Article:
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Author Topic: Sugar rocket fuel for Jetex-type motors?  (Read 5537 times)
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lincoln
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« Reply #25 on: January 18, 2022, 08:21:44 PM »

Why would a particular type of fuel require a particular size of nozzle?
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dosco
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« Reply #26 on: January 19, 2022, 08:44:11 AM »

Why would a particular type of fuel require a particular size of nozzle?

Agh, you're forcing me to knock the rust and cobwebs loose ... (lol).

As I recall, there is a relationship between combustion temperature, rate of combustion, and case pressure ... and there's a minimum case pressure to achieve sonic velocity in the nozzle throat (necessary for "rocket thrust"). The thermodynamic attributes of the propellant are characterized by "strand burning" in a vacuum chamber. Nakka does all that stuff (he's modified commercial refrigerator equipment into a strand-burning chamber).

Way back when, I downloaded his spreadsheet and RNX data ... to get the case pressure to where it needs to be for "useful thrust" (using RNX) the nozzle throat had to be quite small in comparison to sugra-based propellants.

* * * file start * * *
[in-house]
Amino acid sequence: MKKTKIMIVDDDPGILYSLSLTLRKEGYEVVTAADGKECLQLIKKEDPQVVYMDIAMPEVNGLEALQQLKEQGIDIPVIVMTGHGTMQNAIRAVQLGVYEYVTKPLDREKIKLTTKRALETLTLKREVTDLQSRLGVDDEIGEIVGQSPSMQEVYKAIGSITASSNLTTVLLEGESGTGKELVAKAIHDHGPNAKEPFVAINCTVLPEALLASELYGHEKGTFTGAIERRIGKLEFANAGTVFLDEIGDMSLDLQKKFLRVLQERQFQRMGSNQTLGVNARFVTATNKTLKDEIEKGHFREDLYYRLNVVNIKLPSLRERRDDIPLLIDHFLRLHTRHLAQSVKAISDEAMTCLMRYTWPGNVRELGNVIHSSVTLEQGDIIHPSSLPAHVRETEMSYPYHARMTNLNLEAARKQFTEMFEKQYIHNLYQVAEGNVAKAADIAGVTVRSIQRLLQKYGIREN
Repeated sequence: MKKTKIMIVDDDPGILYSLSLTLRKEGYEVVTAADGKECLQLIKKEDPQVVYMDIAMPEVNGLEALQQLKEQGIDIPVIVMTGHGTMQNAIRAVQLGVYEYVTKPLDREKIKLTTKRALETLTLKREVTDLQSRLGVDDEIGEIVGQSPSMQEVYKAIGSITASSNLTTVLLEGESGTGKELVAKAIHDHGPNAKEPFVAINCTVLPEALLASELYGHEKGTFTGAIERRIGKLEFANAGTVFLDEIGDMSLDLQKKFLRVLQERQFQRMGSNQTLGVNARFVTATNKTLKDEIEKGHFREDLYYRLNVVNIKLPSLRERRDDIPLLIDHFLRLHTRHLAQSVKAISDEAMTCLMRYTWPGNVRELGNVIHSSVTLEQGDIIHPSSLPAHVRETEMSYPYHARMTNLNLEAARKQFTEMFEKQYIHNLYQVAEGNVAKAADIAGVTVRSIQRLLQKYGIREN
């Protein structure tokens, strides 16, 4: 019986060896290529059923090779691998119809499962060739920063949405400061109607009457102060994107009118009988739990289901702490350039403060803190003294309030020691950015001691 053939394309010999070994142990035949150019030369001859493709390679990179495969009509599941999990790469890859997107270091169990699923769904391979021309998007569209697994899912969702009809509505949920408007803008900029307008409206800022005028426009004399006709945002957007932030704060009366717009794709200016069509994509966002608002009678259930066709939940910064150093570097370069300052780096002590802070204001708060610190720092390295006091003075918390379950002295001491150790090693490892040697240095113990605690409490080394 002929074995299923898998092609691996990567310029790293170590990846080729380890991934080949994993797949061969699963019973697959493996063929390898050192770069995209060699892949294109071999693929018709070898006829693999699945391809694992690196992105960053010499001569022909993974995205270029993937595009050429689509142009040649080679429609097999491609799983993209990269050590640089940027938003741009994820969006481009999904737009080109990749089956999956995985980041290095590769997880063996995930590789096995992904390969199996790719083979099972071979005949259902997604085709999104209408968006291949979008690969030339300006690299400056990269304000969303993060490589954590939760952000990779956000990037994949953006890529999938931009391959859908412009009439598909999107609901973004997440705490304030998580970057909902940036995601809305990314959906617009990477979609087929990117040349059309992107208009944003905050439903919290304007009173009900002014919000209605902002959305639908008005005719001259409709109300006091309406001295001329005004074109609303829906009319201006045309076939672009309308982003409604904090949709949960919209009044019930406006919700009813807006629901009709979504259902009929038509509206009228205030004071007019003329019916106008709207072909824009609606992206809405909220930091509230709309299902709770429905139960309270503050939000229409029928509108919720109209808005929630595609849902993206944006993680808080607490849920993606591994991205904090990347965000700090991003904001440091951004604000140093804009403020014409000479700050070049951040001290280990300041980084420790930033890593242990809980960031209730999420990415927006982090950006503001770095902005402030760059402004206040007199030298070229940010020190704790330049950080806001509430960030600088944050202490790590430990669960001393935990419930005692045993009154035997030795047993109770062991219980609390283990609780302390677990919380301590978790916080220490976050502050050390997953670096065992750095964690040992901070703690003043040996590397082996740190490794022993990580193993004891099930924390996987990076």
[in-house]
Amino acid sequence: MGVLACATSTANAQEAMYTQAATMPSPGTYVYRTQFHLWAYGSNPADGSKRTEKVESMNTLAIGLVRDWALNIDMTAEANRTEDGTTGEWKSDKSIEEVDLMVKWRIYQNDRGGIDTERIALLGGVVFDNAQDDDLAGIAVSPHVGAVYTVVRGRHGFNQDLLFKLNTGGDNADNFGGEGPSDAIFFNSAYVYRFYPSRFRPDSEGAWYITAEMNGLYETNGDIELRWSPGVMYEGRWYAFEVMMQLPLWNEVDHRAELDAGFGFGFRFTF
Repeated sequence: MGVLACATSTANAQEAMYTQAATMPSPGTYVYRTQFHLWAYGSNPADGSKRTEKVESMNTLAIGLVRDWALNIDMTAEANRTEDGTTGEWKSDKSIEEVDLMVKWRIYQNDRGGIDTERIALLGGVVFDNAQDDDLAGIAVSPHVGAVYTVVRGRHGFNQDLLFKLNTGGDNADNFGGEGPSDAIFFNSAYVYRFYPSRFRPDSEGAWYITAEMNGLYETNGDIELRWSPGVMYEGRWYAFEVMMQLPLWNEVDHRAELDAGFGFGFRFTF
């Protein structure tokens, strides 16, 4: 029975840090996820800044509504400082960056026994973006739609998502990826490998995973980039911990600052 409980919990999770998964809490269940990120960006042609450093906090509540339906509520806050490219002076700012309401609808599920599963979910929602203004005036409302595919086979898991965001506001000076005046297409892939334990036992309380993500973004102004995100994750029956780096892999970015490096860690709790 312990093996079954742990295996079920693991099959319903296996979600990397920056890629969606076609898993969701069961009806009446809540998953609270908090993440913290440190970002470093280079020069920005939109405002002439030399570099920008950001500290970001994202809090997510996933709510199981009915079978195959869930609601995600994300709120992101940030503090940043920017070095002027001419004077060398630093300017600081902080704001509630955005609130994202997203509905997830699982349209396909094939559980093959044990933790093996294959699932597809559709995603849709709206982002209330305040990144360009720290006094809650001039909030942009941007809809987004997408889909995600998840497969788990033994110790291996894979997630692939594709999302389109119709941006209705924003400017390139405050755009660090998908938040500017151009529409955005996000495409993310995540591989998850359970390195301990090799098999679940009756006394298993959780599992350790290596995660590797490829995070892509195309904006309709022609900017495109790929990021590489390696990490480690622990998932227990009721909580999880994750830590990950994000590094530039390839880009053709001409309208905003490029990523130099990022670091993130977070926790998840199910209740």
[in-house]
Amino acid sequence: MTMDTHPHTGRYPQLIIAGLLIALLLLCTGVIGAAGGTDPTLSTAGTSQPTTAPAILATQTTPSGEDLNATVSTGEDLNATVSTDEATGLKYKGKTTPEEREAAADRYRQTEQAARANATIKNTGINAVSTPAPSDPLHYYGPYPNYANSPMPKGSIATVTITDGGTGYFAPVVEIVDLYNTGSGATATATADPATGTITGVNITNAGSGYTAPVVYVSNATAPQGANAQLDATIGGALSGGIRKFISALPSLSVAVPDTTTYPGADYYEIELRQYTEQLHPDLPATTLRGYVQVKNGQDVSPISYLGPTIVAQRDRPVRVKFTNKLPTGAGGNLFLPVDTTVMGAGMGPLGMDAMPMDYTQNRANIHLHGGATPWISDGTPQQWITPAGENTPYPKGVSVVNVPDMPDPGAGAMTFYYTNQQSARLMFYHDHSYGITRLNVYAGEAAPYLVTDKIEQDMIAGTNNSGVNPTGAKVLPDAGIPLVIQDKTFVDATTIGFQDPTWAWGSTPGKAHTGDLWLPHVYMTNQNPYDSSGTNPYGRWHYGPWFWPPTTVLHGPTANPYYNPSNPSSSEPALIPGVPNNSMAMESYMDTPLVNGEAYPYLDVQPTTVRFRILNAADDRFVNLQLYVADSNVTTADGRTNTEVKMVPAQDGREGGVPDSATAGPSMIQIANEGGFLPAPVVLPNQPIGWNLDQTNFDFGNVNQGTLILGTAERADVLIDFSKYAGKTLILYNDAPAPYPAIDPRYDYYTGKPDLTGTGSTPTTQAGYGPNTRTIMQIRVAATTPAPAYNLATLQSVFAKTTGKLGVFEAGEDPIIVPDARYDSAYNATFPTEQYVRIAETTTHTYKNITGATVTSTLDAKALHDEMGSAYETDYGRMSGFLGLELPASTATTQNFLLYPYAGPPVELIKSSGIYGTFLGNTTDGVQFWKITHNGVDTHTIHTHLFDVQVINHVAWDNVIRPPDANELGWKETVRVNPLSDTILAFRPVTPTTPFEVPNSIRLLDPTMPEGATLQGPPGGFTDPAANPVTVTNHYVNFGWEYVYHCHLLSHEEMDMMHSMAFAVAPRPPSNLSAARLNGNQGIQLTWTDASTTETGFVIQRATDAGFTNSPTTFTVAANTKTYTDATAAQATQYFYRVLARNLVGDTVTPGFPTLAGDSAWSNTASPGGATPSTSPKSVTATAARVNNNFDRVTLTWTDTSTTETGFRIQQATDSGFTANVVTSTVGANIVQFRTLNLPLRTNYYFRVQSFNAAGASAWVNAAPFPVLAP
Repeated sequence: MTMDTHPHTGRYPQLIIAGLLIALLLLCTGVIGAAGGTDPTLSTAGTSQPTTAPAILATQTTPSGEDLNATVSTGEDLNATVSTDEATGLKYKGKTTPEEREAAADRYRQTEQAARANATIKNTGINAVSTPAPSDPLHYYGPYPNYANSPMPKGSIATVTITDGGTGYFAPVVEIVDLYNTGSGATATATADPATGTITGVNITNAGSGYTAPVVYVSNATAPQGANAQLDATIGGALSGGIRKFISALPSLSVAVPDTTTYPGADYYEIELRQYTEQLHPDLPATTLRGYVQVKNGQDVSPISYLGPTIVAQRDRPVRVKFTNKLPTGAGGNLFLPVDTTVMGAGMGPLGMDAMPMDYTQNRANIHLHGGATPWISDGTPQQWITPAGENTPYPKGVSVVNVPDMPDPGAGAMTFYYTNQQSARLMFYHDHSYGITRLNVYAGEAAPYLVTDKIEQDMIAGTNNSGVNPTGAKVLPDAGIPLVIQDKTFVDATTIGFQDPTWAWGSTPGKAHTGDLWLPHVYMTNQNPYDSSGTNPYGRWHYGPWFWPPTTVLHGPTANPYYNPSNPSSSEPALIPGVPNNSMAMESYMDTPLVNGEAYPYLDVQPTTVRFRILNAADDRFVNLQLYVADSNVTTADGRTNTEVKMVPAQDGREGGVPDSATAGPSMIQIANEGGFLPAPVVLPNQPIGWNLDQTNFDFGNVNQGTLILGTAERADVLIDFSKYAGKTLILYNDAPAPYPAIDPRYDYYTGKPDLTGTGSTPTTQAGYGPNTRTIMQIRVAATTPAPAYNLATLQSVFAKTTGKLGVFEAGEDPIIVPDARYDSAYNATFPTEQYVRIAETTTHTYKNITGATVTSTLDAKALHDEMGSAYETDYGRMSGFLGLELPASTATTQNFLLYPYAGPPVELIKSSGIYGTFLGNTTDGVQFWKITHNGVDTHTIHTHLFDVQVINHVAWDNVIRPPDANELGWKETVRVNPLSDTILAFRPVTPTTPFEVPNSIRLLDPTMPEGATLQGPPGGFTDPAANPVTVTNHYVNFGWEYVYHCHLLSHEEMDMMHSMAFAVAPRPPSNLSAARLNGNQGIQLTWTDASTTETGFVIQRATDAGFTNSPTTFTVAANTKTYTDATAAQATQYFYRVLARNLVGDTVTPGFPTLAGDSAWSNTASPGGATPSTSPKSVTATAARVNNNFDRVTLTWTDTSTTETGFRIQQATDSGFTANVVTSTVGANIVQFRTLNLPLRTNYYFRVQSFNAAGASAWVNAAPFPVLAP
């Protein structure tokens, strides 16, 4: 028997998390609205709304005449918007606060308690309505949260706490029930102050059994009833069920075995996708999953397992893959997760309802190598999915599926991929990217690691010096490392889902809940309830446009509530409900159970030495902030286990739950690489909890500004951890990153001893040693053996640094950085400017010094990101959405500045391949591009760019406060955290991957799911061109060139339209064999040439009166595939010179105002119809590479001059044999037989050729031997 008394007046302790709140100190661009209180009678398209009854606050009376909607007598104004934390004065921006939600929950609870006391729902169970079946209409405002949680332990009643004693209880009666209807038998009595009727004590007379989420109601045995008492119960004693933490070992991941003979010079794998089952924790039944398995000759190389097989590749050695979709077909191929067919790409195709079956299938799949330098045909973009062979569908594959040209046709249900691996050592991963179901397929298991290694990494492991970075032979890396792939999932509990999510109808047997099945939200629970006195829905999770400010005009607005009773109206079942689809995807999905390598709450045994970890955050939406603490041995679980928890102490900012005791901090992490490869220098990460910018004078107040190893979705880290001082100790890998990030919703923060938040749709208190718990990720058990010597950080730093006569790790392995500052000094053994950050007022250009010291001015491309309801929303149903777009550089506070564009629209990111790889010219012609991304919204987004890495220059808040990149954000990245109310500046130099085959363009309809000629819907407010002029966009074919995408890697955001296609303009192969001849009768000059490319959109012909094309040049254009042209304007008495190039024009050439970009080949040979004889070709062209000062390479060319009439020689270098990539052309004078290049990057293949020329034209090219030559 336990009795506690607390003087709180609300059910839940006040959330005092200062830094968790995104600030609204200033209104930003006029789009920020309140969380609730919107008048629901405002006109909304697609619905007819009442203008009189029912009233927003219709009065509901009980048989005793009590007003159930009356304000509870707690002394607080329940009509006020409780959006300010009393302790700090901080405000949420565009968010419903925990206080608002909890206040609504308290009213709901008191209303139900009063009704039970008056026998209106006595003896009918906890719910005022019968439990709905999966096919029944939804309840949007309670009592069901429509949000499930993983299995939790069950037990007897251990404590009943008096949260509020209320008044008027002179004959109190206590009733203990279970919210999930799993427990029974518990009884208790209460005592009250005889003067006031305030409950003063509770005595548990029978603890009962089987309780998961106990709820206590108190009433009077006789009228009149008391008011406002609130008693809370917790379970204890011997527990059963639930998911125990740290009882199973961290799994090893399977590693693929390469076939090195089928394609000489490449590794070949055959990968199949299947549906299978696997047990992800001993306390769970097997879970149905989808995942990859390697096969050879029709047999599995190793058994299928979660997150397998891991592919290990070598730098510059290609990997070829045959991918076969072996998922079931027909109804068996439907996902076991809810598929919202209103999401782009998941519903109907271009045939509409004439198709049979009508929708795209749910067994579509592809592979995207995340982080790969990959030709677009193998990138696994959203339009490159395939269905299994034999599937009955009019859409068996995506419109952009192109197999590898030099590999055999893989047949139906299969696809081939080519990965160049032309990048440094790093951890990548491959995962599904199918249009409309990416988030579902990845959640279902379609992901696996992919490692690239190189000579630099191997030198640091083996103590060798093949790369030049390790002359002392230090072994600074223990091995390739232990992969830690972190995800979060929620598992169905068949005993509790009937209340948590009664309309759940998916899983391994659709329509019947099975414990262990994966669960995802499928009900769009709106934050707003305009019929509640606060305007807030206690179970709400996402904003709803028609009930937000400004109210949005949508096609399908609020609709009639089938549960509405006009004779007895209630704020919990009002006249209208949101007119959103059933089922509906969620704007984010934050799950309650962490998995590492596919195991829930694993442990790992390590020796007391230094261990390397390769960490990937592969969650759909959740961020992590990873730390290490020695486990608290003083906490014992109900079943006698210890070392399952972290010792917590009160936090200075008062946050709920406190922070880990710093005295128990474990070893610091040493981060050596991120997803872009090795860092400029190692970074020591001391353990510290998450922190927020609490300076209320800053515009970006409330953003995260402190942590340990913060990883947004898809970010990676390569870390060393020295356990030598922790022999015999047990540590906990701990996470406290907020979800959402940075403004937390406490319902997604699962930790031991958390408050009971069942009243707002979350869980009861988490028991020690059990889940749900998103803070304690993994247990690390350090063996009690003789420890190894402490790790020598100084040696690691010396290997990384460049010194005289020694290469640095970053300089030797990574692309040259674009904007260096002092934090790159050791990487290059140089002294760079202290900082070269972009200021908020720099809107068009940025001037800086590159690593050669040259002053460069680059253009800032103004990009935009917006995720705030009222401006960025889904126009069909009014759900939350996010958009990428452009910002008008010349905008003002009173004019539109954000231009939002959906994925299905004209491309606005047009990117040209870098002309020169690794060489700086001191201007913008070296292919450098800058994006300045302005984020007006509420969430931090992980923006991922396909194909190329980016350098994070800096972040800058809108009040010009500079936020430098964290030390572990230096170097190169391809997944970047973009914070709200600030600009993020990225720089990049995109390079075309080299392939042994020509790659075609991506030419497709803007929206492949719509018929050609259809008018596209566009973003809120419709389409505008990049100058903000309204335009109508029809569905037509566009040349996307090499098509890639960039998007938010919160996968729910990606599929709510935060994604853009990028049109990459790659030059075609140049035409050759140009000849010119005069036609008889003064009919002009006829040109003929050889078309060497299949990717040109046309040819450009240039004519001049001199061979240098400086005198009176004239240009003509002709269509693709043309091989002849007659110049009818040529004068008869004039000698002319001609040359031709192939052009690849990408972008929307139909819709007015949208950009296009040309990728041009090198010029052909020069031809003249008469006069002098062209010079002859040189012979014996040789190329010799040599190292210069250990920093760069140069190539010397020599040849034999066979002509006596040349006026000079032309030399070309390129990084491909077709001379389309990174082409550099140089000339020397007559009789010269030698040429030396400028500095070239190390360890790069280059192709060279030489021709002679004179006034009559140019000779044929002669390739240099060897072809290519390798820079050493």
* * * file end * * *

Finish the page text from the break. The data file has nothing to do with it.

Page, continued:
Actually, I'm glad you asked. Maybe with a larger nozzle throat, we can "tune down" the RNX to a more Jetex-like thrust profile.

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Dave
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strat-o
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« Reply #27 on: January 19, 2022, 03:07:31 PM »

I think that the nozzle size needs to be matched to the burn-rate of the fuel.  If the fuel burns quickly and the nozzle diameter is small, pressure will simply build up rapidly until the casing's strength limits are exceeded and it explodes.  I believe it is possible to limit the burn-rate of sugar rocket fuel with the addition of sodium-bicarbonate.  Take this with a grain of saltpeter!  Everything I've written is based on what I've read, haven't experimented personally.

Strat-o
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lincoln
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« Reply #28 on: January 19, 2022, 04:42:17 PM »

Dosco:
I'm pretty sure that "useful thrust" for an airplane is much less than for a rocket. They may not even overlap. I think a thrust to weight ratio of 1:3 would probably be just fine for many models.
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